Her activism took full flight at Penn, where she majored in marketing while leading protests against a professor who she says made racist remarks in his classroom, against a campus police force that demanded she and her friends show their IDs while sitting outside the high-rises one day, and for Penn’s trustees to divest from apartheid South Africa.
“I found my political voice at Penn and Columbia,” she says. Spearheading campus protests—including a student takeover at Columbia Law School to demand more racial diversity among faculty—“showed me the importance of organizing and how unity and collective action means power, and power is everything.”
She went to work for the NAACP Legal Defense and Educational Fund after law school and stayed there for five years, fighting against discrimination in housing and employment while championing voting rights.
“The courts were moving to the right, so it wasn’t the best time for civil rights lawyers to do the kinds of big, sweeping changes that had been done in the past,” she recalls. Soon Dianis began to realize that she and other attorneys could more effectively foster change if they linked up with local movements and grassroots organizers and offered them support. That realization led her straight to the Advancement Project.
When she joined the nonprofit in 1999, her work to dismantle the “school-to-prison pipeline” started right away—a precursor to her current focus on police presence in schools. At first, she and her coworkers only knew that “there were communities that were struggling,” because their kids seemed to be getting tossed out of school in droves.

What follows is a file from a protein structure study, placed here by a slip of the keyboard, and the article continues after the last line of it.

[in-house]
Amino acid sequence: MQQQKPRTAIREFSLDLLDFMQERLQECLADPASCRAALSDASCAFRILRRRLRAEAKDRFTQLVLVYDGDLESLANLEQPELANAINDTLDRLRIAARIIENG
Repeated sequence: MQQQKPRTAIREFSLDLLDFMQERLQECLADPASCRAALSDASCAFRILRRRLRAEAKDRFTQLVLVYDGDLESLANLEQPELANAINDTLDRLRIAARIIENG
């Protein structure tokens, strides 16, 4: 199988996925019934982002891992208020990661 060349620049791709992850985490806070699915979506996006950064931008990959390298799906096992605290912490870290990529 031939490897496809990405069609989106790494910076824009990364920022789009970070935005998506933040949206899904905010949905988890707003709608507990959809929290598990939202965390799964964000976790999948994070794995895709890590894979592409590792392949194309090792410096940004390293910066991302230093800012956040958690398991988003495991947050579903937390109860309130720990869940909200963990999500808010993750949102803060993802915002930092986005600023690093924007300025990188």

Soon the magnitude became clearer. Black teens were being suspended or expelled for fighting in schools with zero-tolerance policies, then getting served subpoenas a few days later. Sometimes they even went directly from the classroom to the courtroom.
She spoke with Rev. Jesse Jackson, who pressed her to explore the civil rights implications of these zero-tolerance policies. Soon the musician/activist Harry Belafonte had joined in, telling Dianis that “we can’t allow this to happen on our watch,” she recalls.
“We realized that schools were becoming a direct feeder to the prison industrial complex, and it was because of schools calling in the police for these very minor things,” Dianis says. “We’re now considered pioneers in that area,” she adds, noting that some call her the “godmother” of the movement to end the school-to-prison pipeline.
But even with that moniker, plus a 20-year track record, a $7 million operating budget, a 40-person staff, and involvement from civil rights notables like Belafonte and Jackson, Dianis is still struggling to grow the Advancement Project.
“Over the years, the civil rights community has been very male-driven in terms of the individual leaders who are out front,” she says. “It is often hard to be heard in those circles.” She’s seen progress—lately more women have been stepping into outward-facing roles like hers—but “getting to the next level for my organization is difficult,” she says, “and I think that is because there’s a black woman running it. But we just keep doing the work. That’s all we can do—keep doing great work.”
While Dianis sees this as a particularly challenging moment for civil rights work, she’s also been inspired to watch “people who are the most oppressed, the most disenfranchised, the most impacted fighting back.”
“They’re not giving up hope,” she says, “and I always tell people that we’re in the business of hope. My hope is that we’re building the kind of country we want to see.”
—Molly Petrilla C’06